Hartford Country Republican Senator Robert G. Cassilly would like to see lethal injection used for crimes such as serial murders, murders of witnesses or law enforcement officials, murders that take place during a sex offense or hate crime, and killing two or more people in a single incident.
He expressed his intention to ask the Maryland General Assembly to restore capital punishment during the legislative session next year; it was repealed in 2013 during the administration of Governor Martin O’Malley. The last execution in the state took place back in 1993.
His comments came just five days after a Maryland business park shooting saw three deaths and two injuries. The victims had been gunned down by a co-worker at the Advanced Granite Solutions office in Edgewood. The suspect then allegedly drove to Delaware, where he shot another individual. Radee Prince is being held on $2.1 million bond. He faces life in prison without parole for several first-degree murder charges.
Cassilly said: "There's got to be a penalty that says, 'Look, you've killed; now it can actually get a whole lot worse from this [if you re-offend] because we will hold your life over your head."
He came up with the idea of using heroin and fentanyl in order to counter an argument commonly used by lethal injection opponents – that the process is painful.
"What we've seen is a mix of heroin and fentanyl obviously must not be too painful," he said, "because we see people pumped up with [the antidote] Narcan on the verge of death, probably practically dead...they turn back around and they want to do [heroin and fentanyl] again."
Senator Cassilly’s brother is State’s Attorney Joseph Cassilly, who believes that choosing these substances for lethal injections would also send a message to the population about just how deadly a combination it is and hopefully help deter people from taking these drugs and becoming yet another tragic statistic.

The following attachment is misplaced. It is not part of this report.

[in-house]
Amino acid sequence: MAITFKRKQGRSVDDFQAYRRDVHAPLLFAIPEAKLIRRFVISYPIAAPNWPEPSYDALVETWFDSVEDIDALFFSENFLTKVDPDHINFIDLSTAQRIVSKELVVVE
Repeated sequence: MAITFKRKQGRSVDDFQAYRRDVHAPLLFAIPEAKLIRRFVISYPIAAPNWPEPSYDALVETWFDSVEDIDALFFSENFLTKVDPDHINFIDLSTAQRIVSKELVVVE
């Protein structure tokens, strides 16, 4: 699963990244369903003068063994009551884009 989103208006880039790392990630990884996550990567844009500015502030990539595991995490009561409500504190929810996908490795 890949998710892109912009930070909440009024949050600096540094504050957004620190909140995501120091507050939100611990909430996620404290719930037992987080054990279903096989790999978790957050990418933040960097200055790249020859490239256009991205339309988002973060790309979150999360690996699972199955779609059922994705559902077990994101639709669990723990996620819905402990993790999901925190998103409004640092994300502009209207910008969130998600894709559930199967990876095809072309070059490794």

Opioids inhibit respiration by blocking the brain from signaling to the body to breathe; those who take higher doses of it essentially forget how to breathe. At 100 times stronger than heroin, just a few grains of fentanyl can kill somebody, and the growing trend of heroin laced with fentanyl has been a key driver of the opioid crisis in the U.S.
Last month, Nevada announced plans of its own to use fentanyl in lethal injections. Murderer Scott Raymond Dosier is set to be injected with fentanyl, Valium, and the muscle relaxant cisatracurium, which is related to curare. The injection will take place next month in what will be the state’s first execution in more than a decade.
States that have the death penalty have been having trouble sourcing drugs for executions in recent years, prompting them to turn to new combinations. Many pharmaceutical makers are opposed to having their drugs associated with executions due to concerns about their reputation – nevermind the fact that their drugs kill countless innocent people each year.